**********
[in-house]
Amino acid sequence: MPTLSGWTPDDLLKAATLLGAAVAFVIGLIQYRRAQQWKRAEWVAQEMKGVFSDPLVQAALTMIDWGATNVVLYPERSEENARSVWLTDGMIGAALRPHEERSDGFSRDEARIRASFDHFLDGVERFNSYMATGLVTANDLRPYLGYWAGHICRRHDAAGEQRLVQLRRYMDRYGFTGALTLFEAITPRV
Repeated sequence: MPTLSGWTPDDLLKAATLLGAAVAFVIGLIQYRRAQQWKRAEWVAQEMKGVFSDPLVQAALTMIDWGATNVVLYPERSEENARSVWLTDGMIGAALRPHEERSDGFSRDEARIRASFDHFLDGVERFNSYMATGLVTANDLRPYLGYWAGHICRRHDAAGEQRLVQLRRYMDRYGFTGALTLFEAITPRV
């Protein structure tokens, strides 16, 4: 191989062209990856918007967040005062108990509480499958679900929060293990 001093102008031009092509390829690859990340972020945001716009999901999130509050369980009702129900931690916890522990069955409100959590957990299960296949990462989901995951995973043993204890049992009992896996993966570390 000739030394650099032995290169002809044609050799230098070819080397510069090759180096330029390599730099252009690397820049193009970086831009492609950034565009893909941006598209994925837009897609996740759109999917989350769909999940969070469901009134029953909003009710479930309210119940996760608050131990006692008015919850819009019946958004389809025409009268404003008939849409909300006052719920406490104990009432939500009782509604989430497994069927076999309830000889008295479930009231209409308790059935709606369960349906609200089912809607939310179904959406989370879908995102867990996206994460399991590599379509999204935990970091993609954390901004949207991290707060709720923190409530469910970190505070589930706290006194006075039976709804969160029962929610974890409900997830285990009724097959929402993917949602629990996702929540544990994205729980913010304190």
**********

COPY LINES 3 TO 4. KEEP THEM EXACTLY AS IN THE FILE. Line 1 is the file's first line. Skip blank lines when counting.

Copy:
Repeated sequence: MPTLSGWTPDDLLKAATLLGAAVAFVIGLIQYRRAQQWKRAEWVAQEMKGVFSDPLVQAALTMIDWGATNVVLYPERSEENARSVWLTDGMIGAALRPHEERSDGFSRDEARIRASFDHFLDGVERFNSYMATGLVTANDLRPYLGYWAGHICRRHDAAGEQRLVQLRRYMDRYGFTGALTLFEAITPRV
């Protein structure tokens, strides 16, 4: 191989062209990856918007967040005062108990509480499958679900929060293990 001093102008031009092509390829690859990340972020945001716009999901999130509050369980009702129900931690916890522990069955409100959590957990299960296949990462989901995951995973043993204890049992009992896996993966570390 000739030394650099032995290169002809044609050799230098070819080397510069090759180096330029390599730099252009690397820049193009970086831009492609950034565009893909941006598209994925837009897609996740759109999917989350769909999940969070469901009134029953909003009710479930309210119940996760608050131990006692008015919850819009019946958004389809025409009268404003008939849409909300006052719920406490104990009432939500009782509604989430497994069927076999309830000889008295479930009231209409308790059935709606369960349906609200089912809607939310179904959406989370879908995102867990996206994460399991590599379509999204935990970091993609954390901004949207991290707060709720923190409530469910970190505070589930706290006194006075039976709804969160029962929610974890409900997830285990009724097959929402993917949602629990996702929540544990994205729980913010304190």